Frail Seniors Fare Better with High-Dose Flu Vaccine

December 26, 2014
Meghan Ross, Associate Editor

Long-term care residents benefit more from the high-dose flu vaccine than the regular flu shot.

Long-term care residents benefit more from the high-dose flu vaccine than the regular flu shot, according to a University of Pittsburgh School of Medicine study.

The study, which was published in the Journal of Infectious Diseases, proved that frail elderly patients living in long-term care facilities benefit more from Sanofi Pasteur’s Fluzone High-Dose vaccine than the standard flu shot, with the exception of 1 strain in the 2012-2013 influenza season.

The Fluzone High-Dose vaccine was licensed in 2009 and designed for individuals aged 65 years and older. Compared with regular flu shots, the high-dose vaccine contains 4 times the antigen, which prompts the immune system to create antibodies against influenza.

The study authors followed 187 long-term care residents aged 86.7 years on average during the 2011-2012 and 2012-2013 flu seasons to see how they reacted to either the Fluzone High-Dose or regular flu shot.

The seniors’ antibodies were tested after 30 days and 180 days to see how their immune systems adapted to prepare for the flu, as well as examine how the vaccine’s efficacy declined as time went on.

Seniors who had received the high-dose vaccine showed a greater immune response at both the 30-day mark and the 180-day mark for all flu strains, except strain A/H1N1 in the 2012-2013 season.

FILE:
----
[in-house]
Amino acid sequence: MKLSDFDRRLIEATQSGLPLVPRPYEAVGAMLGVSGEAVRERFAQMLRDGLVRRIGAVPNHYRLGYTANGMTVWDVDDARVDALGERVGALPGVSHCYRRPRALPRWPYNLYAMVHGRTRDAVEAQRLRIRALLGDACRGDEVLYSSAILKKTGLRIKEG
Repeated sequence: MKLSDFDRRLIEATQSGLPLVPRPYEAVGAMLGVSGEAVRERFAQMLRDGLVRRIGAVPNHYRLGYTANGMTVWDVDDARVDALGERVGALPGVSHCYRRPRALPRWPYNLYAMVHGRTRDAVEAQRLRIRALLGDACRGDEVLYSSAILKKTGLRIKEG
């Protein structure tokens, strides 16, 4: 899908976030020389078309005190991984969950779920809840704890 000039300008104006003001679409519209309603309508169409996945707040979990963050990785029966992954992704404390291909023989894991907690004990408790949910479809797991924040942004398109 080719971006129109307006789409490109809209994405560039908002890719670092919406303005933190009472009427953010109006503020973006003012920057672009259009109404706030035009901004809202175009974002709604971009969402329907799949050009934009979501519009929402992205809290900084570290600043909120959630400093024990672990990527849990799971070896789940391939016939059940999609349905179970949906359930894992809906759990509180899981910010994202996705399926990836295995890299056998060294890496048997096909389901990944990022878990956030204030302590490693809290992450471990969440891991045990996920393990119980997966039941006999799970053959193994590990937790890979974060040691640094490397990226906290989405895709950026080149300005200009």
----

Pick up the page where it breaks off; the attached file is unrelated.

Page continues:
“The high-dose vaccine is not a guarantee against contracting the flu, even though it significantly decreases the likelihood,” said lead author David A. Nace, MD, MPH, in a press release. “That is why it is so important to take a ‘bundled approach’ to preventing flu in long-term care facilities, including vaccination of health care workers, asking people with flu-like illness not to visit residents, practicing proper cough etiquette and hand hygiene, and frequent sanitation of commonly used areas and equipment.”

Elderly patients are more prone to flu-related death than the rest of the population, and they have lower immune defenses and increased flu exposure risks. Additionally, the flu shot is less effective for seniors than it is for younger individuals.

Each year, 90% of those with flu-related mortality are aged 65 years or older, according to the US Centers for Disease Control and Prevention. For those aged 85 and older, flu-associated deaths are 16 times higher.